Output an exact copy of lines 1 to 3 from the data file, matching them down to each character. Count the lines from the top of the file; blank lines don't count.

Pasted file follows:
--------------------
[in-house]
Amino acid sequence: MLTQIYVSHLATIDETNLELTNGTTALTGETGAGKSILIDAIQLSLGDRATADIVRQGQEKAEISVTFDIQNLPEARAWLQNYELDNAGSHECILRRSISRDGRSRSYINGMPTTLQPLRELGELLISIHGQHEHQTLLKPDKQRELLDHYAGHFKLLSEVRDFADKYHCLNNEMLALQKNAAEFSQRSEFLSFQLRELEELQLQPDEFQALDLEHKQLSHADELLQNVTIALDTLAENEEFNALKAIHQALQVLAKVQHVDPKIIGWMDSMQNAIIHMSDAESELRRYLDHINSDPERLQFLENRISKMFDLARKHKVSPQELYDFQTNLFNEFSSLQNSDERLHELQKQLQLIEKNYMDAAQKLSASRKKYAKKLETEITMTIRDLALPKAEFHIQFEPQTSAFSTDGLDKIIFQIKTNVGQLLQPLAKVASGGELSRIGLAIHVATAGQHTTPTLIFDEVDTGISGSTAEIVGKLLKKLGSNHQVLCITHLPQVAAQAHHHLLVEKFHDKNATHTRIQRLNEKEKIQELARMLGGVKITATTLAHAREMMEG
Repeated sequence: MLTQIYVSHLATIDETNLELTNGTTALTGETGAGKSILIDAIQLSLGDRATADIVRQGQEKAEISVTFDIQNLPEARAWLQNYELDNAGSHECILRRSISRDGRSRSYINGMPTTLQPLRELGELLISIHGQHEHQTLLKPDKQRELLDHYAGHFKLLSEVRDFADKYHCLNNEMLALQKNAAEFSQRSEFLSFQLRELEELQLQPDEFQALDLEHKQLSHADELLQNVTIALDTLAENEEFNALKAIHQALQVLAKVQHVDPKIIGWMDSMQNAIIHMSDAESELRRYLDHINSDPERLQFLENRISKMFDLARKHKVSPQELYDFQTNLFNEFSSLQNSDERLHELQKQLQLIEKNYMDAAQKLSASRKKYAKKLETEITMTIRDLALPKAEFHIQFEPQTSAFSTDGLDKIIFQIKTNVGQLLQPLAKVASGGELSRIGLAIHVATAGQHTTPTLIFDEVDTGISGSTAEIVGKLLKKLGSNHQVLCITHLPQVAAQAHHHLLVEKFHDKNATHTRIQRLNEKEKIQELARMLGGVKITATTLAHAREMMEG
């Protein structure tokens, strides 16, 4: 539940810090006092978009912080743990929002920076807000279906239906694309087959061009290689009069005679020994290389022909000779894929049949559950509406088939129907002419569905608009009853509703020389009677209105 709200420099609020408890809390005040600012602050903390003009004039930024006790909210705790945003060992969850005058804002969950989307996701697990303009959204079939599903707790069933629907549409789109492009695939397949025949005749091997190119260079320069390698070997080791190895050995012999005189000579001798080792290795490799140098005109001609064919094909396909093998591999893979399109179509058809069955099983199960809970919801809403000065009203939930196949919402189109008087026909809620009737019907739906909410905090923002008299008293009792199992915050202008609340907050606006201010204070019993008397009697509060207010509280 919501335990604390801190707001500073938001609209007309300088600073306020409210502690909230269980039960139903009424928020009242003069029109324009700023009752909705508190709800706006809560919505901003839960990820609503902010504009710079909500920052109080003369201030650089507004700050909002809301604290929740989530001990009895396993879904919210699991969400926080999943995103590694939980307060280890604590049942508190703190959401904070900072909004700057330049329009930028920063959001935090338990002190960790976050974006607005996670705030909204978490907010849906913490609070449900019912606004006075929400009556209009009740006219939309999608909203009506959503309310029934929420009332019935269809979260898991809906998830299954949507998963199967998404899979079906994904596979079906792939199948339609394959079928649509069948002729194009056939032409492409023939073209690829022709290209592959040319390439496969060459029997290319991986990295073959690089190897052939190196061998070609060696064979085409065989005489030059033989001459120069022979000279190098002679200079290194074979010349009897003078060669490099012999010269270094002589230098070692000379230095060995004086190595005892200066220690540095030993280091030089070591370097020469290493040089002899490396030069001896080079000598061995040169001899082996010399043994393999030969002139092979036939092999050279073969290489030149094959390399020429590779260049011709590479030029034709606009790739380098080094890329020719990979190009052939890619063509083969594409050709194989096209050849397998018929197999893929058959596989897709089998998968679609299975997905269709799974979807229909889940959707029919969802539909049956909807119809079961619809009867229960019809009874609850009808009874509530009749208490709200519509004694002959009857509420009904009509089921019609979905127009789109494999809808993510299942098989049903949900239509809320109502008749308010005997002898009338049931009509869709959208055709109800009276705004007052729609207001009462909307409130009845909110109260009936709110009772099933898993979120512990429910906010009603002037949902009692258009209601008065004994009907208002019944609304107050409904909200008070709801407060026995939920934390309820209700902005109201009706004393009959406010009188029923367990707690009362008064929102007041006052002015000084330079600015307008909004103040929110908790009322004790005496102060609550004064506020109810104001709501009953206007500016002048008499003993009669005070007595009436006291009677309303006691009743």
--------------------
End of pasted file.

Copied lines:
[in-house]
Amino acid sequence: MLTQIYVSHLATIDETNLELTNGTTALTGETGAGKSILIDAIQLSLGDRATADIVRQGQEKAEISVTFDIQNLPEARAWLQNYELDNAGSHECILRRSISRDGRSRSYINGMPTTLQPLRELGELLISIHGQHEHQTLLKPDKQRELLDHYAGHFKLLSEVRDFADKYHCLNNEMLALQKNAAEFSQRSEFLSFQLRELEELQLQPDEFQALDLEHKQLSHADELLQNVTIALDTLAENEEFNALKAIHQALQVLAKVQHVDPKIIGWMDSMQNAIIHMSDAESELRRYLDHINSDPERLQFLENRISKMFDLARKHKVSPQELYDFQTNLFNEFSSLQNSDERLHELQKQLQLIEKNYMDAAQKLSASRKKYAKKLETEITMTIRDLALPKAEFHIQFEPQTSAFSTDGLDKIIFQIKTNVGQLLQPLAKVASGGELSRIGLAIHVATAGQHTTPTLIFDEVDTGISGSTAEIVGKLLKKLGSNHQVLCITHLPQVAAQAHHHLLVEKFHDKNATHTRIQRLNEKEKIQELARMLGGVKITATTLAHAREMMEG
Repeated sequence: MLTQIYVSHLATIDETNLELTNGTTALTGETGAGKSILIDAIQLSLGDRATADIVRQGQEKAEISVTFDIQNLPEARAWLQNYELDNAGSHECILRRSISRDGRSRSYINGMPTTLQPLRELGELLISIHGQHEHQTLLKPDKQRELLDHYAGHFKLLSEVRDFADKYHCLNNEMLALQKNAAEFSQRSEFLSFQLRELEELQLQPDEFQALDLEHKQLSHADELLQNVTIALDTLAENEEFNALKAIHQALQVLAKVQHVDPKIIGWMDSMQNAIIHMSDAESELRRYLDHINSDPERLQFLENRISKMFDLARKHKVSPQELYDFQTNLFNEFSSLQNSDERLHELQKQLQLIEKNYMDAAQKLSASRKKYAKKLETEITMTIRDLALPKAEFHIQFEPQTSAFSTDGLDKIIFQIKTNVGQLLQPLAKVASGGELSRIGLAIHVATAGQHTTPTLIFDEVDTGISGSTAEIVGKLLKKLGSNHQVLCITHLPQVAAQAHHHLLVEKFHDKNATHTRIQRLNEKEKIQELARMLGGVKITATTLAHAREMMEG